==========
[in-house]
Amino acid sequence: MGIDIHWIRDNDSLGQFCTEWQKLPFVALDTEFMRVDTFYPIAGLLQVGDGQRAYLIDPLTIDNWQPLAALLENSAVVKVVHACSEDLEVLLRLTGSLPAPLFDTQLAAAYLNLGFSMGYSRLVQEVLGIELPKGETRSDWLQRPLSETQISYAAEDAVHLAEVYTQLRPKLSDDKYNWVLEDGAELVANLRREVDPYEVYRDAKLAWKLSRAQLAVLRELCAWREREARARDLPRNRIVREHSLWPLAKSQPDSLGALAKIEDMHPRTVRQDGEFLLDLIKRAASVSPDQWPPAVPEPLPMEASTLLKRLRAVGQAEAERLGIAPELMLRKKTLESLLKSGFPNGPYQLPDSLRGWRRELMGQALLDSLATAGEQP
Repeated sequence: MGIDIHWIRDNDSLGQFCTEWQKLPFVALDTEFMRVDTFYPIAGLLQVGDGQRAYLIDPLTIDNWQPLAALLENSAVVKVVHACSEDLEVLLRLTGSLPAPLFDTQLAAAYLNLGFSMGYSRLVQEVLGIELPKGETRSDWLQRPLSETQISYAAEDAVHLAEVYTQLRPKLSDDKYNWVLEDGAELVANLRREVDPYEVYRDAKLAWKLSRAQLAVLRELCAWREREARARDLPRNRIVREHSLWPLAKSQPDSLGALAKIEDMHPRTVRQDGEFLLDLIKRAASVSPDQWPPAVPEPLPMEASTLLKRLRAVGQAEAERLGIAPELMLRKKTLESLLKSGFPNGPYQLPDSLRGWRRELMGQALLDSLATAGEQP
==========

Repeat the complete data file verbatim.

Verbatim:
[in-house]
Amino acid sequence: MGIDIHWIRDNDSLGQFCTEWQKLPFVALDTEFMRVDTFYPIAGLLQVGDGQRAYLIDPLTIDNWQPLAALLENSAVVKVVHACSEDLEVLLRLTGSLPAPLFDTQLAAAYLNLGFSMGYSRLVQEVLGIELPKGETRSDWLQRPLSETQISYAAEDAVHLAEVYTQLRPKLSDDKYNWVLEDGAELVANLRREVDPYEVYRDAKLAWKLSRAQLAVLRELCAWREREARARDLPRNRIVREHSLWPLAKSQPDSLGALAKIEDMHPRTVRQDGEFLLDLIKRAASVSPDQWPPAVPEPLPMEASTLLKRLRAVGQAEAERLGIAPELMLRKKTLESLLKSGFPNGPYQLPDSLRGWRRELMGQALLDSLATAGEQP
Repeated sequence: MGIDIHWIRDNDSLGQFCTEWQKLPFVALDTEFMRVDTFYPIAGLLQVGDGQRAYLIDPLTIDNWQPLAALLENSAVVKVVHACSEDLEVLLRLTGSLPAPLFDTQLAAAYLNLGFSMGYSRLVQEVLGIELPKGETRSDWLQRPLSETQISYAAEDAVHLAEVYTQLRPKLSDDKYNWVLEDGAELVANLRREVDPYEVYRDAKLAWKLSRAQLAVLRELCAWREREARARDLPRNRIVREHSLWPLAKSQPDSLGALAKIEDMHPRTVRQDGEFLLDLIKRAASVSPDQWPPAVPEPLPMEASTLLKRLRAVGQAEAERLGIAPELMLRKKTLESLLKSGFPNGPYQLPDSLRGWRRELMGQALLDSLATAGEQP